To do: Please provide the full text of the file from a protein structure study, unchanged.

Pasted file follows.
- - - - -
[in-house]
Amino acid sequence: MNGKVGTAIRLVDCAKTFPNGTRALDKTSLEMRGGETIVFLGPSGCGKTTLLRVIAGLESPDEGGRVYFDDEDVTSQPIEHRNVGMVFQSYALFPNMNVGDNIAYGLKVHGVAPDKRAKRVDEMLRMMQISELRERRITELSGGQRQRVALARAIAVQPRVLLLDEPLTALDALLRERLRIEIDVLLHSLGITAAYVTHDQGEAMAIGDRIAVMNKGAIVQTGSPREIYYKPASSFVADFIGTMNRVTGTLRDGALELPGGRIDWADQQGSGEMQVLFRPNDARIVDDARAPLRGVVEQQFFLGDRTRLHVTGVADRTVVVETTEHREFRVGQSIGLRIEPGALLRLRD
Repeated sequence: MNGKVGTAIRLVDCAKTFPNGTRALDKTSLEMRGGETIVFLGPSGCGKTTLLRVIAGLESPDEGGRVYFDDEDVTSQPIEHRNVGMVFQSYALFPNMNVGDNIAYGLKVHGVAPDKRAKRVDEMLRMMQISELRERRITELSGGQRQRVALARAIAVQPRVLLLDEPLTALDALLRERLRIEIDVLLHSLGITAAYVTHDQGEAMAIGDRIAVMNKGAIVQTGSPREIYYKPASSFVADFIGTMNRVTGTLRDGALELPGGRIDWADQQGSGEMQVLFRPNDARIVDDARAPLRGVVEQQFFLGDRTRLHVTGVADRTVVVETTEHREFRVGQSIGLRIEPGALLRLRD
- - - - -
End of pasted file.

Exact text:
[in-house]
Amino acid sequence: MNGKVGTAIRLVDCAKTFPNGTRALDKTSLEMRGGETIVFLGPSGCGKTTLLRVIAGLESPDEGGRVYFDDEDVTSQPIEHRNVGMVFQSYALFPNMNVGDNIAYGLKVHGVAPDKRAKRVDEMLRMMQISELRERRITELSGGQRQRVALARAIAVQPRVLLLDEPLTALDALLRERLRIEIDVLLHSLGITAAYVTHDQGEAMAIGDRIAVMNKGAIVQTGSPREIYYKPASSFVADFIGTMNRVTGTLRDGALELPGGRIDWADQQGSGEMQVLFRPNDARIVDDARAPLRGVVEQQFFLGDRTRLHVTGVADRTVVVETTEHREFRVGQSIGLRIEPGALLRLRD
Repeated sequence: MNGKVGTAIRLVDCAKTFPNGTRALDKTSLEMRGGETIVFLGPSGCGKTTLLRVIAGLESPDEGGRVYFDDEDVTSQPIEHRNVGMVFQSYALFPNMNVGDNIAYGLKVHGVAPDKRAKRVDEMLRMMQISELRERRITELSGGQRQRVALARAIAVQPRVLLLDEPLTALDALLRERLRIEIDVLLHSLGITAAYVTHDQGEAMAIGDRIAVMNKGAIVQTGSPREIYYKPASSFVADFIGTMNRVTGTLRDGALELPGGRIDWADQQGSGEMQVLFRPNDARIVDDARAPLRGVVEQQFFLGDRTRLHVTGVADRTVVVETTEHREFRVGQSIGLRIEPGALLRLRD